Jessica Bradford is head of collections and principal curator at the Science Museum where she leads projects which engage people with science, technology, engineering, mathematics and medicine. She has extensive experience of researching and developing compelling content for wide-ranging audiences. Jessica currently leads a team of curators, archivists, librarians and researchers to develop and share knowledge from the Science Museum Group’s historic collection.
“One of the Science Museum Group’s core values is being ‘Open for All’. We are committed to playing our part in enabling more people to engage with and participate in science.”
A career combining art and science
From a young age, I was drawn to science and imagined a career as an engineer or surgeon. At school I became increasingly interested in history and literature and chose to study a mixture of art and science subjects in the sixth form. I went on to study history as an undergraduate, before completing an MSc in the History of Science, Technology and Medicine, both at the University of Oxford. The history of science offered a perfect combination of my interests – an opportunity to explore and investigate the past, whilst staying connected to the world of science.
When I finished my master’s, I joined a graduate teaching programme. Though in the nine months before I started on the programme, I accepted a fixed-term role at the Science Museum, researching stories for a new gallery about the ‘making of modern science’. Twelve years later, I am still here! I immediately fell in love with museum work, and especially combining my academic interests with creating engaging and accessible experiences for visitors.
I have been fortunate to have a range of roles in the museum. I led small-scale rapid response displays and science dialogue events, as well as leading the curatorial team through an ambitious programme for the Information Age gallery to create innovative audience participation projects and over ninety digital exhibits. As interpretation manager for Masterplan Projects, I worked on Medicine: The Wellcome Galleries, and the award-winning Mathematics: The Winton Gallery to develop and deliver the audience strategy, text and exhibits.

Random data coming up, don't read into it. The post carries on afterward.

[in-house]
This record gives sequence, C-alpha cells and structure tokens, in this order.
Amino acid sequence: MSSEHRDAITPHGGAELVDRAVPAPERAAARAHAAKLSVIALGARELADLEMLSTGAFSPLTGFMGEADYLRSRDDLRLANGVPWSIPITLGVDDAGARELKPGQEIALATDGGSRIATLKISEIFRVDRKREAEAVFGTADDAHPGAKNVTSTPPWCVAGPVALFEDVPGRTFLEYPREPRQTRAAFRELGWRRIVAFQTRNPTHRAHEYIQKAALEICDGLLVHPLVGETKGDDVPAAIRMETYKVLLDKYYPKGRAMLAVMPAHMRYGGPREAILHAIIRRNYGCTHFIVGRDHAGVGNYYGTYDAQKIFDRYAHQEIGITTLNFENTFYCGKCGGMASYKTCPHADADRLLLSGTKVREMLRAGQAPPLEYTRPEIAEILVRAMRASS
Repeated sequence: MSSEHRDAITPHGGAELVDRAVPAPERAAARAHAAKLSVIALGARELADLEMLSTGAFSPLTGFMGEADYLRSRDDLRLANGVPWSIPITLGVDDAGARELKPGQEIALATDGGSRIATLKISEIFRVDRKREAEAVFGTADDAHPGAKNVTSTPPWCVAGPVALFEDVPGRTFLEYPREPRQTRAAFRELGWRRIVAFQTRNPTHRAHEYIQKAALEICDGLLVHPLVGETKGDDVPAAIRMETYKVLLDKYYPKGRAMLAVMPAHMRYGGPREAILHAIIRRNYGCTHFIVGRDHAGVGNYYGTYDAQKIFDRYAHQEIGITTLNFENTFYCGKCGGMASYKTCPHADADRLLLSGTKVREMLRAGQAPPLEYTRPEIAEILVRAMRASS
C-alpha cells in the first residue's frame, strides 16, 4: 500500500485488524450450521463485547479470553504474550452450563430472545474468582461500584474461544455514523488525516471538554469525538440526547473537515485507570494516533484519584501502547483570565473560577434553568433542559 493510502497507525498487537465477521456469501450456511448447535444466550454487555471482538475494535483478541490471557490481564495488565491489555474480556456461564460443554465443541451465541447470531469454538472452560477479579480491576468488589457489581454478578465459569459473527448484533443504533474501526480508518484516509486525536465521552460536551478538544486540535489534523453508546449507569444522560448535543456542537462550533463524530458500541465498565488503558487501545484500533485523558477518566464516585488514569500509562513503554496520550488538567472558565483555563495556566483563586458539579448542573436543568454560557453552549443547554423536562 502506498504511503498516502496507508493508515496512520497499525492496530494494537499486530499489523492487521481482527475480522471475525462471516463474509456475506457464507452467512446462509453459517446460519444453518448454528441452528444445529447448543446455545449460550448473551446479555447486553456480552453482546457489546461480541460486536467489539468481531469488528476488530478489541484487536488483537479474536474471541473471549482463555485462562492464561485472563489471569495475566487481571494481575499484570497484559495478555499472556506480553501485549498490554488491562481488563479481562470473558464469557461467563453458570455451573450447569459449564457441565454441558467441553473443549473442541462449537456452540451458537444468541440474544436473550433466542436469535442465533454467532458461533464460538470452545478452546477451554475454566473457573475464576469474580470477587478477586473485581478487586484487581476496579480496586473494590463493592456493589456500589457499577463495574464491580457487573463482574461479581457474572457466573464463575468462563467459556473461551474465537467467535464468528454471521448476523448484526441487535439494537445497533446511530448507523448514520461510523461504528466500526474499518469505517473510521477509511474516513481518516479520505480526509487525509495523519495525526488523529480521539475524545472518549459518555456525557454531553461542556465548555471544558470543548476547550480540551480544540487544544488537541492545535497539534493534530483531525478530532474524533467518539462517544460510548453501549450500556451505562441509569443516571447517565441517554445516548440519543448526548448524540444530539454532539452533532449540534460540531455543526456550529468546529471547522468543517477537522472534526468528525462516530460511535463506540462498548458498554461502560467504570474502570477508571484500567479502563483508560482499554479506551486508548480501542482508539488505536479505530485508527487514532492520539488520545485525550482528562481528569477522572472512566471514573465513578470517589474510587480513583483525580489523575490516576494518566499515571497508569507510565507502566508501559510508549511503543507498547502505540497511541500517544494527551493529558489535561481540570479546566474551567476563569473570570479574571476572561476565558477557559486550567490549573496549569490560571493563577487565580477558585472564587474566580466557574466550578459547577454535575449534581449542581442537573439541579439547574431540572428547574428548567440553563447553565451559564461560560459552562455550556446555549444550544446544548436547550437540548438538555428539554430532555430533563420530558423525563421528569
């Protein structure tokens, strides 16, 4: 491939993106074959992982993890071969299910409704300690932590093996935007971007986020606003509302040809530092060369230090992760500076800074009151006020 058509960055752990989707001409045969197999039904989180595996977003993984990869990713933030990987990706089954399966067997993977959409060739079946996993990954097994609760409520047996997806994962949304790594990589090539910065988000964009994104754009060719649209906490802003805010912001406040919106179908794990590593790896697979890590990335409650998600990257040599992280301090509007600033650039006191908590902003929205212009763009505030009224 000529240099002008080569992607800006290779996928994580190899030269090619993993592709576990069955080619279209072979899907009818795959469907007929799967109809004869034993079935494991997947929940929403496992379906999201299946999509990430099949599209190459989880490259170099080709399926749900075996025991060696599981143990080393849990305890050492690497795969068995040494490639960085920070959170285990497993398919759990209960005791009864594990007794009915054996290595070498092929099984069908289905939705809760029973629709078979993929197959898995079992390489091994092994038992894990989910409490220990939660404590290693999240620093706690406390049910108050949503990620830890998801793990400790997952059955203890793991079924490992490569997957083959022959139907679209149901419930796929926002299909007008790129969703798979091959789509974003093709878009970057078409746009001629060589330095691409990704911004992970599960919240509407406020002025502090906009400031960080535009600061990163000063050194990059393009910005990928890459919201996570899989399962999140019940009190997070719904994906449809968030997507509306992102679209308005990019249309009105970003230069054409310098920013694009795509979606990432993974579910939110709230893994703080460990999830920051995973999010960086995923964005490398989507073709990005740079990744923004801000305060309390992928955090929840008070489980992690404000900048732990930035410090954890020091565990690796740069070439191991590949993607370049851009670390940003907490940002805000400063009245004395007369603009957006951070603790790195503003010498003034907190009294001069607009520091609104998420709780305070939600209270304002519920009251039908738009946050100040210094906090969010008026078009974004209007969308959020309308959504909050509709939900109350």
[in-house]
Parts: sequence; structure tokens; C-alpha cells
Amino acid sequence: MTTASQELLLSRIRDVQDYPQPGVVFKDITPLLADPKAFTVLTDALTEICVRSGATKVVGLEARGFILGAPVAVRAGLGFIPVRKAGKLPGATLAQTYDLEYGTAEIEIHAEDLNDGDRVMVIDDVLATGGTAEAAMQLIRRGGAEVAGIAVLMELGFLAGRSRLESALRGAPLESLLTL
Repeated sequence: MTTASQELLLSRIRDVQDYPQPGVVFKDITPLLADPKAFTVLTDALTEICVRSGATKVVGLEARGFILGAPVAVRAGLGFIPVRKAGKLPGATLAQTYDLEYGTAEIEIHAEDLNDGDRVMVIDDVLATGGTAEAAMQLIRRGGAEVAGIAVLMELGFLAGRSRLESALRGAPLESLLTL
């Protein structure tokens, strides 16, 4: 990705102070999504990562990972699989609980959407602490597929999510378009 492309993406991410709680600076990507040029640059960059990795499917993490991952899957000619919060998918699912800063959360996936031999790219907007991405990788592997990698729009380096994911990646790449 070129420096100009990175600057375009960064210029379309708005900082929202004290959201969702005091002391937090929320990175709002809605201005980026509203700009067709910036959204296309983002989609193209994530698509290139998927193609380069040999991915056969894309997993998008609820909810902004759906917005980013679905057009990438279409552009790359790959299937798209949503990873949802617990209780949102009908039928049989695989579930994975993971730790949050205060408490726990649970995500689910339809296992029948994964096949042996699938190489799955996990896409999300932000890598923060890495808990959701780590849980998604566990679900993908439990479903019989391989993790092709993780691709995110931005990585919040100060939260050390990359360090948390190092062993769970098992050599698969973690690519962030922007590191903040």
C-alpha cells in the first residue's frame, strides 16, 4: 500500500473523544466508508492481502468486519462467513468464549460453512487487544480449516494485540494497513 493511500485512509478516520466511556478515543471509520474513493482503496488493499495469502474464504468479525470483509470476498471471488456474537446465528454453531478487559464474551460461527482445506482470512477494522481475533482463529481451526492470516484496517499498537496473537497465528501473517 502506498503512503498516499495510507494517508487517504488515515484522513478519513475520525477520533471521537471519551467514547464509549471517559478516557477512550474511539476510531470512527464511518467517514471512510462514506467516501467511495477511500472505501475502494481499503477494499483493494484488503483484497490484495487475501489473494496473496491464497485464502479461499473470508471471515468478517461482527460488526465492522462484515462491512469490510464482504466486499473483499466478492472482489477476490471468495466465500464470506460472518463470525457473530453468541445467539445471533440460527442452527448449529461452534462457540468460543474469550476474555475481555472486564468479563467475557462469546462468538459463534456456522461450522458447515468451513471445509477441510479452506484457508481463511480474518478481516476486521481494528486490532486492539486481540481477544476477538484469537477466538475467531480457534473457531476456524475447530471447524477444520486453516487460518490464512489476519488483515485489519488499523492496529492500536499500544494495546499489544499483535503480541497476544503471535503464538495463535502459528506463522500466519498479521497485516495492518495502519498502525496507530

For six years I was keeper of collections engagement and was responsible for sharing the astonishing stories embedded in the collection with a growing global audience. As well as reimaging in-person access for researchers, schools and the public at our National Collections Centre in Wiltshire, I worked closely with the digital team to enhance access to collections online, through blogs, articles, video and audio.
I am now head of collections and principal curator, leading a brilliant team of curators, archivists, librarians and researchers to develop and share knowledge about the incredible Science Museum Group Collection.
Bringing objects and stories to life
One of the best things about my role is how hugely varied it is. There is no such thing as an ordinary day at the Science Museum! Curators play a key role in developing new exhibitions, galleries and events, and these projects are always a team effort.
At the early stages of any new project, we’ll meet with leading scientists, and other experts in a particular field, to gather ideas and inspiration for the stories and objects. One of my favourite parts of the role is working with architects, designers and exhibit developers to later bring these objects and stories to life. A good day often includes a studio visit, or sitting around the table with designers, looking at a model of a new gallery space or testing out a prototype for a new digital interactive.